Border chiefs are reviewing a policy which has seen 49 visa rejects locked up in Queenstown police cells overnight in the last year.
Everyone denied entry by Immigration New Zealand at an airport is held in a police cell overnight if it’s too late to put them on a flight home.
French au pair Manon Pache, 18, was detained at in December because officials believed she’d work despite only having a tourist visa.
She told the NZ Herald: “They treated me .”
Mountain Scene can reveal 65 visa rejects have been detained overnight at the Queenstown police station since March 2014.
Of those, 49 were within the last 12 months - an increase INZ attributes to more international flights and more immigration officers at the airport.
NZ national border boss Senta Jehle apologised to Pache in writing.
She says the immigration officer’s decision was the right one but the consequences “were not proportionate”.
Jehle confirms to Mountain Scene INZ is reviewing its custodial arrangements for people refused entry to airports, including Queenstown.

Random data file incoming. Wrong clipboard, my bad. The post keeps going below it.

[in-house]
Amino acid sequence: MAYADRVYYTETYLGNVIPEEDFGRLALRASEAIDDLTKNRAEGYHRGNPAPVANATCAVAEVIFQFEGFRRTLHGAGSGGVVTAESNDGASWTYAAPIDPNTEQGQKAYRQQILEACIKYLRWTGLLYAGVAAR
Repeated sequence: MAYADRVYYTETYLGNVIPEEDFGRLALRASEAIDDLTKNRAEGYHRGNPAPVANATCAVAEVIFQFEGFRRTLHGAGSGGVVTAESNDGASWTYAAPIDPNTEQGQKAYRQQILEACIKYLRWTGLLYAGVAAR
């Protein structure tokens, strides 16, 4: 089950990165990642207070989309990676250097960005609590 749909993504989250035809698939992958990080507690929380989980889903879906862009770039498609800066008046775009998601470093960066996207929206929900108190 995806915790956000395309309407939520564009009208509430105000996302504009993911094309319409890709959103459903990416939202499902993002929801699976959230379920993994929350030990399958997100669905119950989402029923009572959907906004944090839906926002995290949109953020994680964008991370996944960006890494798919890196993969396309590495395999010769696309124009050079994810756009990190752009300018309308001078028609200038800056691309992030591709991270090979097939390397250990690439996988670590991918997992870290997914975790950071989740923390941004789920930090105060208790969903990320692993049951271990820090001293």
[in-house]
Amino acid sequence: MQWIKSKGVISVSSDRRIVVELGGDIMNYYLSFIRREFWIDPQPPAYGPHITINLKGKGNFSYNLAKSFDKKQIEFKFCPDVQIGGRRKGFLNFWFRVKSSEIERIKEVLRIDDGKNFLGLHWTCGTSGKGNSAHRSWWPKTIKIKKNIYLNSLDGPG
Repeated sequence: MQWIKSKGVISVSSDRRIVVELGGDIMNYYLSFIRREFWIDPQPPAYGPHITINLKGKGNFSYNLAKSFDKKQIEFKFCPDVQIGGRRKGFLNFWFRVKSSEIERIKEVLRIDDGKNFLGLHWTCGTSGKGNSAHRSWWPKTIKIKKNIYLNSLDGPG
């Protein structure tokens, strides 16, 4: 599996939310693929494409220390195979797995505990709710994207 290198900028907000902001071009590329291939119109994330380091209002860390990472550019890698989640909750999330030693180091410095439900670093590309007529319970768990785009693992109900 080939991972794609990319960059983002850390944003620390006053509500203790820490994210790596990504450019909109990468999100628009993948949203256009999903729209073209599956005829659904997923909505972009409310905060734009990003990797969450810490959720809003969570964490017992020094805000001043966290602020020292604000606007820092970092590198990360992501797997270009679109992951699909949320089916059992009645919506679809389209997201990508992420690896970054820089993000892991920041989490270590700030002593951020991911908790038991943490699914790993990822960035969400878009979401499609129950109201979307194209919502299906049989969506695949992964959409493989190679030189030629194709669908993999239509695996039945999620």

She says the Pache case reinforces the need for a review.
Jehle wouldn’t say when changes might be made.
“We need to ensure the process is as thorough and robust as possible.”
Jehle says, as it stands, in some cases custody is unavoidable and in others “necessary”.
Passengers who fail to meet character tests – normally for not declaring serious convictions, other deportations or exclusions from a foreign country - account for 37 of the 65 Queenstown detainees.
Including Pache, 14 were refused entry for not being considered genuine temporary entrants, who might breach visa conditions or over-stay.
The remaining 14 were refused entry for other, unspecified reasons.
Pache flew in from Australia for a one-week trip with the family who employs her.
But she was denied entry by immigration officials after admitting she would babysit for a night if asked, although she maintained she would not be paid.
Police national HQ’s media team refused to provide fresh comment on whether Queenstown officers will get extra training or advice following the Pache case.
They say it’s covered in a previous statement from Queenstown’s inspector Olaf Jensen, who said of the Pache case that police followed normal procedures - treating her like anyone else in custody by storing her belongings in a safe place until released.
Pache says she was locked in a “freezing cold” cell, given only a “dirty and smelly” blanket as bedding, and just bread and an apple to eat.
Her belongings were confiscated.
She asked to call the French embassy but says she was told it wouldn’t be worth it because it was closed. Police maintain she declined the offer.